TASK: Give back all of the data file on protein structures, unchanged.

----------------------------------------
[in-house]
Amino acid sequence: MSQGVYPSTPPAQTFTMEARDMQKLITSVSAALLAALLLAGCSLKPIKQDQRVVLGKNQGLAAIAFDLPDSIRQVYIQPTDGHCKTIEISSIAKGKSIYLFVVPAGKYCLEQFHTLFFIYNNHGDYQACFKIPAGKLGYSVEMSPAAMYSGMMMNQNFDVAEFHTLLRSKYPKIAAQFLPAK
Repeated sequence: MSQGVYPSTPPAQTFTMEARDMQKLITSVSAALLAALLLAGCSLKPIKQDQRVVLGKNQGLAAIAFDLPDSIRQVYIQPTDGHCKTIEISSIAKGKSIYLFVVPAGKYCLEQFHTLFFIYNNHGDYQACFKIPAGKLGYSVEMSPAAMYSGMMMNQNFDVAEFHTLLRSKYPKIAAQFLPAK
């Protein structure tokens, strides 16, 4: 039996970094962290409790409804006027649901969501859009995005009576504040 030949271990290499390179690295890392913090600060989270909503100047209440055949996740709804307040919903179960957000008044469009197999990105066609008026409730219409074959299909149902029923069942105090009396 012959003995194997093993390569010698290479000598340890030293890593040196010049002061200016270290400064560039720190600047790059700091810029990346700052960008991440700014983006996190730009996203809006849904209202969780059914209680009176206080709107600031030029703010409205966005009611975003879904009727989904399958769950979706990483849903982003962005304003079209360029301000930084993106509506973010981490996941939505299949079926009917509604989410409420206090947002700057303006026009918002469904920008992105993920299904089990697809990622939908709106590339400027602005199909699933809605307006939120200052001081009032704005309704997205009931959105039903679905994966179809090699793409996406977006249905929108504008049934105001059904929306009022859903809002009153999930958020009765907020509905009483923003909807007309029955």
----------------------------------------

[in-house]
Amino acid sequence: MSQGVYPSTPPAQTFTMEARDMQKLITSVSAALLAALLLAGCSLKPIKQDQRVVLGKNQGLAAIAFDLPDSIRQVYIQPTDGHCKTIEISSIAKGKSIYLFVVPAGKYCLEQFHTLFFIYNNHGDYQACFKIPAGKLGYSVEMSPAAMYSGMMMNQNFDVAEFHTLLRSKYPKIAAQFLPAK
Repeated sequence: MSQGVYPSTPPAQTFTMEARDMQKLITSVSAALLAALLLAGCSLKPIKQDQRVVLGKNQGLAAIAFDLPDSIRQVYIQPTDGHCKTIEISSIAKGKSIYLFVVPAGKYCLEQFHTLFFIYNNHGDYQACFKIPAGKLGYSVEMSPAAMYSGMMMNQNFDVAEFHTLLRSKYPKIAAQFLPAK
């Protein structure tokens, strides 16, 4: 039996970094962290409790409804006027649901969501859009995005009576504040 030949271990290499390179690295890392913090600060989270909503100047209440055949996740709804307040919903179960957000008044469009197999990105066609008026409730219409074959299909149902029923069942105090009396 012959003995194997093993390569010698290479000598340890030293890593040196010049002061200016270290400064560039720190600047790059700091810029990346700052960008991440700014983006996190730009996203809006849904209202969780059914209680009176206080709107600031030029703010409205966005009611975003879904009727989904399958769950979706990483849903982003962005304003079209360029301000930084993106509506973010981490996941939505299949079926009917509604989410409420206090947002700057303006026009918002469904920008992105993920299904089990697809990622939908709106590339400027602005199909699933809605307006939120200052001081009032704005309704997205009931959105039903679905994966179809090699793409996406977006249905929108504008049934105001059904929306009022859903809002009153999930958020009765907020509905009483923003909807007309029955």